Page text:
Community groups are pushing back after the introduction of a proposal that would suspend individuals arrested for certain crimes from using Washington, D.C. public transportation services.
The Safety and Operations Committee of the Washington Metropolitan Area Transit Authority’s board of directors approved the proposal July 15. In response, local groups — such as Sunrise DC — have organized letter-writing campaigns and rallies in an effort to encourage the board of directors to reject the proposal. The vote was originally scheduled for July 29 but was postponed until Sept. 9 after the board requested additional information ahead of the vote.
If the board of directors vote to approve the proposal, individuals arrested on the basis of sex or weapons charges would be suspended from using the Metrorail and Metrobus systems for 14 days after a first offense and 30 days after a second. In the event of a third offense, the suspension would last for a year. Suspensions would go into effect upon arrest, before a case goes to trial.
The language of the proposal is vague and specifically focuses on arrested individuals rather than convicted individuals, which could unfairly affect Black and Brown individuals and sex workers, according to Aura Angélica, an organizer for Sunrise DC, an abolitionist organization advocating for anti-racism and intersectional climate justice.
“This is an open realm for literally anyone accused of many a thing to be targeted, or not even accused but suspected, by Metro Transit Police,” Angélica said in a phone interview with The Hoya. “I really wish I could speak more to the language, but there is just such a lack thereof in the policy that it is even hard to imagine what things wouldn’t go under this policy.”
The proposal is intended to keep transit riders physically safe from criminal activity, according to Paul Smedberg, the Metro board of directors chair.
“Keeping our customers and employees safe also means being smart about how we handle the most serious offenses we see on our trains, buses, and in our stations,” Smedberg said in a WMATA news release. “This proposal would give us an additional tool to prevent sex and weapons related crimes on Metro, and I look forward to full Board consideration.”
Sunrise DC held a rally for riders’ rights July 27 during which participants protested in front of the home of Tom Bulger, a Metro board member who represents the District, according to Angélica. Bulger did not interact with participants of the rally, and other board members did contact Sunrise DC when they reached out, Angélica said.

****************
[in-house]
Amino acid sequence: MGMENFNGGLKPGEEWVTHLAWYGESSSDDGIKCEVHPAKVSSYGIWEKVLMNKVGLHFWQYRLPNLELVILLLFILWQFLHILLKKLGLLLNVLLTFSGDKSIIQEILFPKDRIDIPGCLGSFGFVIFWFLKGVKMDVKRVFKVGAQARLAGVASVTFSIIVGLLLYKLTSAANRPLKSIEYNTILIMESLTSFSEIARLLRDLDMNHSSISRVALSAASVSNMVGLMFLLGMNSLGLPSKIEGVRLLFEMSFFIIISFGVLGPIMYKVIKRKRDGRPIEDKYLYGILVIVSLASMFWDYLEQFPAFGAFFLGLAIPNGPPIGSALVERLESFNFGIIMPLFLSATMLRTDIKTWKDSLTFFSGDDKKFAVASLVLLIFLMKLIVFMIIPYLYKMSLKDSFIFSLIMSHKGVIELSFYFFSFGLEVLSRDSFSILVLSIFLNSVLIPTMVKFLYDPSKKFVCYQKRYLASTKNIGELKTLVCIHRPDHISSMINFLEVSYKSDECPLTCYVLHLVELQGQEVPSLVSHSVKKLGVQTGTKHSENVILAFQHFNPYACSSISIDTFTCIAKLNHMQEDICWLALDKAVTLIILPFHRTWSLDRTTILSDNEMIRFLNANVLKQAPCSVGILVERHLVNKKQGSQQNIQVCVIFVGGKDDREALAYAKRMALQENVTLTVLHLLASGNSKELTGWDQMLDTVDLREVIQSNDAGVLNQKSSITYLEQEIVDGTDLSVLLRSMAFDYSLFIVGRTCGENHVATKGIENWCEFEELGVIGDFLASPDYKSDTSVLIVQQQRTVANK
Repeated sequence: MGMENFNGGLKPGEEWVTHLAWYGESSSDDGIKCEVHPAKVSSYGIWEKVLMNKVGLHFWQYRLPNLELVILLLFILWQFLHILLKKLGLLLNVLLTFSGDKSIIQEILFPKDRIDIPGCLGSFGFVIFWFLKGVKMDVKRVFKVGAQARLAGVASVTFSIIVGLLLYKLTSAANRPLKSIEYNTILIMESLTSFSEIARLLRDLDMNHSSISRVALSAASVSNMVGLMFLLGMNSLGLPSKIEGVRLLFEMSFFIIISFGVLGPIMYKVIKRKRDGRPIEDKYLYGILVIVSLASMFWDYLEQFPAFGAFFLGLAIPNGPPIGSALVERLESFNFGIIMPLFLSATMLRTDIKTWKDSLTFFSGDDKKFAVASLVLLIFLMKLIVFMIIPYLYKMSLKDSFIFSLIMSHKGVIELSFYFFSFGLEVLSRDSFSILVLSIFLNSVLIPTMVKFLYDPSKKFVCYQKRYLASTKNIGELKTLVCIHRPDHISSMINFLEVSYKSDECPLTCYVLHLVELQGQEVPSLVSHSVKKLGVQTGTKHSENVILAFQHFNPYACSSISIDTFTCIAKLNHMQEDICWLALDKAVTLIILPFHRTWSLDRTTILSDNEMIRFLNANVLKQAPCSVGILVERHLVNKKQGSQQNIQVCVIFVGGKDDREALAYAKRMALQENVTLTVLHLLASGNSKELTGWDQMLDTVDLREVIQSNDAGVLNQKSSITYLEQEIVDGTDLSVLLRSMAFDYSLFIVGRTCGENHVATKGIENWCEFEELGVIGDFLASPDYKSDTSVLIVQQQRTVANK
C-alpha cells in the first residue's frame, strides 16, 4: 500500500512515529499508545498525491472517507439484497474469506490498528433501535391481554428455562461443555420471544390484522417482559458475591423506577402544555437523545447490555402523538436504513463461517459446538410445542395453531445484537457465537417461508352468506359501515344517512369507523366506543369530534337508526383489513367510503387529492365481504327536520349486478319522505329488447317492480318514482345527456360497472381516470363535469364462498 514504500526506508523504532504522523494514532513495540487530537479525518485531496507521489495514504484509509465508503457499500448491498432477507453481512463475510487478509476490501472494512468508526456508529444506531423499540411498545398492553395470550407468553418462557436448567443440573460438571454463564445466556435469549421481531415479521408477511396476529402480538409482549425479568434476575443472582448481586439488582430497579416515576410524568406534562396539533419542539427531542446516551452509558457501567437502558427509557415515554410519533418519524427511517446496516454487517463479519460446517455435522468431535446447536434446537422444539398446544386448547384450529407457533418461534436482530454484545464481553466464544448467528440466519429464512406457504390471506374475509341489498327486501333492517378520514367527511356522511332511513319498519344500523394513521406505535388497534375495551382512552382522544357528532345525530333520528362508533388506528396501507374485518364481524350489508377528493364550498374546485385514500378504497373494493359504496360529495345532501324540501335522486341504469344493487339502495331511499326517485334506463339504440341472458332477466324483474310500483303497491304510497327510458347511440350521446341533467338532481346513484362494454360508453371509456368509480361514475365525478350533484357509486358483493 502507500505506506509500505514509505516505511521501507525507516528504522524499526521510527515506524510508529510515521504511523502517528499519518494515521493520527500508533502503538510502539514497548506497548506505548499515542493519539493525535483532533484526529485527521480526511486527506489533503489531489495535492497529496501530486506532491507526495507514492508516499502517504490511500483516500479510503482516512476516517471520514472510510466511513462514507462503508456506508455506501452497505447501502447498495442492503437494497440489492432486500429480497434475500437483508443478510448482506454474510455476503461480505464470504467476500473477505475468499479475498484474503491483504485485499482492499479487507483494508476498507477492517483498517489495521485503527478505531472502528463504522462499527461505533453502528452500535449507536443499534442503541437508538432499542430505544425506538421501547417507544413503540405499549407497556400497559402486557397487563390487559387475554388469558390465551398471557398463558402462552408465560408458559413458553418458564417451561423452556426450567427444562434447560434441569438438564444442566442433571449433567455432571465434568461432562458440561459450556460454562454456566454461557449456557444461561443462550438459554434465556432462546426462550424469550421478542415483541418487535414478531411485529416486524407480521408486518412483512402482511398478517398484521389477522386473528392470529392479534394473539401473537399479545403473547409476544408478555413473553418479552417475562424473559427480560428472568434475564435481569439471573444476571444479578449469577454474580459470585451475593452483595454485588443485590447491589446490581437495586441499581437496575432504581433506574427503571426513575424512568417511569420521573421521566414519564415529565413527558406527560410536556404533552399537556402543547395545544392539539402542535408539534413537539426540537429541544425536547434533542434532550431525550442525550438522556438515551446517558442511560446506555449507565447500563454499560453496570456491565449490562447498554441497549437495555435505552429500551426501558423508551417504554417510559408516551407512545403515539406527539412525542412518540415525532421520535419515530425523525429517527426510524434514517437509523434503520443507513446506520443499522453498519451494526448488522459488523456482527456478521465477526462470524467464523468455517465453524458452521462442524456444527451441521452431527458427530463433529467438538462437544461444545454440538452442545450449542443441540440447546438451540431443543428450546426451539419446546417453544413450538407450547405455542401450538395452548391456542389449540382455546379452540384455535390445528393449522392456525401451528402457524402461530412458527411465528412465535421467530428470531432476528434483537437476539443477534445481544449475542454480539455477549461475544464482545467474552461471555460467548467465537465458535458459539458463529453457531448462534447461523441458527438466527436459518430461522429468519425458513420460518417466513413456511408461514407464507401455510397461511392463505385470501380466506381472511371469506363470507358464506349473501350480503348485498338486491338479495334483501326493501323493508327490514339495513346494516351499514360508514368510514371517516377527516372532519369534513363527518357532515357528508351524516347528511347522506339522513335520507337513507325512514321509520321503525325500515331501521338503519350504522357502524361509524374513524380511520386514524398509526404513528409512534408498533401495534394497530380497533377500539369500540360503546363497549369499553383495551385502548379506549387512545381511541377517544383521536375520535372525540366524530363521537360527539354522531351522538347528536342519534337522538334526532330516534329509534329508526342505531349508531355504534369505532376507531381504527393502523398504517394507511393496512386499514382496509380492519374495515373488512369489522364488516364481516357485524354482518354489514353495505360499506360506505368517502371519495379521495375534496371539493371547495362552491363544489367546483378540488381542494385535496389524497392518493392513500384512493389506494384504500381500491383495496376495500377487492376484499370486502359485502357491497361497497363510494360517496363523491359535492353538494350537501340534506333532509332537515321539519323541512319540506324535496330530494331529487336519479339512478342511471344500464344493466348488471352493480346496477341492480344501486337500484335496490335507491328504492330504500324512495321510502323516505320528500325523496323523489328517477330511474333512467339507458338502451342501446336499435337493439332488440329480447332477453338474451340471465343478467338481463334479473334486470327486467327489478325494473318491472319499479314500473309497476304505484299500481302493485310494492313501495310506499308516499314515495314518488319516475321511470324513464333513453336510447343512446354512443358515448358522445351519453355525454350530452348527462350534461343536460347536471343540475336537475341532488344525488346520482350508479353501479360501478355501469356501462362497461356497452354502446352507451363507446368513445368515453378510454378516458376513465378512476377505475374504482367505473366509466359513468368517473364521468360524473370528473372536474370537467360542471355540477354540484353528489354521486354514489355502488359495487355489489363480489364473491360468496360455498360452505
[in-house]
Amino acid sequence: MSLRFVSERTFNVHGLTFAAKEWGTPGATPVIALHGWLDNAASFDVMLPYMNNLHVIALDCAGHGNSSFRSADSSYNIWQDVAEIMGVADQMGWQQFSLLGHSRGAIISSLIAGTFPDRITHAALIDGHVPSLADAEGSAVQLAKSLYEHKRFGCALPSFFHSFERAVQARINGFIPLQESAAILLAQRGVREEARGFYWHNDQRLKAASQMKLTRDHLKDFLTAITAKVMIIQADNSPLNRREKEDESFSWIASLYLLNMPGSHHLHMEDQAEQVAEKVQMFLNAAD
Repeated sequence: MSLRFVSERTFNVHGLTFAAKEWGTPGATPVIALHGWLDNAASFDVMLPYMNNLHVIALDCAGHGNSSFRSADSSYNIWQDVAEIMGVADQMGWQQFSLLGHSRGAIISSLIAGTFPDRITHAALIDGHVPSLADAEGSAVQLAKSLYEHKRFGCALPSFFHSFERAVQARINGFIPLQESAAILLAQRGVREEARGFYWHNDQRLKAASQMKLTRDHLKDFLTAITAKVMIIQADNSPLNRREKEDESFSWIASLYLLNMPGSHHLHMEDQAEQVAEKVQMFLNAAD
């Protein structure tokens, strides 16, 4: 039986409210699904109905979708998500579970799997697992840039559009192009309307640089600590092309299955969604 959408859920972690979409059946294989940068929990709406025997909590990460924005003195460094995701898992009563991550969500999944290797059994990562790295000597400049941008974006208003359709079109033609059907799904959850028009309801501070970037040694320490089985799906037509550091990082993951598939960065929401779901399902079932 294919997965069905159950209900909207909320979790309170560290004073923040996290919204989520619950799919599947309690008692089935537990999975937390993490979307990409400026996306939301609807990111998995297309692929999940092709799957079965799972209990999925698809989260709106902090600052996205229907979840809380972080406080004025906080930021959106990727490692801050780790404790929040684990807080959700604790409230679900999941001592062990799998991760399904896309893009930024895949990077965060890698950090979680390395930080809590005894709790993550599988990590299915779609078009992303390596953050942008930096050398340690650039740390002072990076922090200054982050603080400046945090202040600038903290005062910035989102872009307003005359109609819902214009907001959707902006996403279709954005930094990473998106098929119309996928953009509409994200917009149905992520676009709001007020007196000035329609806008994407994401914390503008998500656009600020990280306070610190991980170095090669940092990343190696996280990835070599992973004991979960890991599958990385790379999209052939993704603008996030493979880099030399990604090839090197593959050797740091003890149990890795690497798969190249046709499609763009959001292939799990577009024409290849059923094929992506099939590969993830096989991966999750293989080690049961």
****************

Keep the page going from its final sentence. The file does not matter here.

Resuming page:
Customers prohibited from using Metro services would be unable to carry out their day-to-day lives, according to Nassim Moshiree, policy director at the American Civil Liberties Union of the District of Columbia.
“So many Metro riders rely on public transit to meet their basic needs, whether that’s getting to work, visiting friends and family or attending doctor’s appointments or court dates,” Moshiree wrote in an email to The Hoya. “It would be incredibly disruptive and harmful to folks’ livelihoods to suddenly find out that your sole mode of transportation has been pulled out from under you.”
Sunrise DC co-sponsored an online letter-writing campaign that allows participants to send an electronic message to WMATA board members, urging them to reject the proposal on the grounds that the Metro Transit Police should not be granted the power to prohibit certain individuals from riding without conviction. ACLU-DC also started a similar electronic letter-writing campaign. Combined, community members have sent over 1,500 letters from both the ACLU-DC and Sunrise DC, according to Moshiree.
“Metro Transit Police already lacks adequate oversight and this expansion would almost certainly perpetuate harmful stop-and-frisk practices and excessive use of force — particularly for marginalized communities already subject to unequal policing,” the Sunrise DC letter reads. “We should be seeking ways to reduce police interventions and opportunities for misconduct, not increase them.”
Recent efforts from activists and community groups have created hope for change, according to Moshiree.
“Given how quickly the WMATA public safety committee voted to advance this policy, we do believe a full board vote in support of it would have happened if not for our efforts,” Moshiree wrote. “We’re glad to hear the full board was persuaded to give this incredibly harmful policy a closer examination, however it should not have taken such a concerted community outcry to convince the board to do its basic due diligence of asking for input from other WMATA jurisdictions.”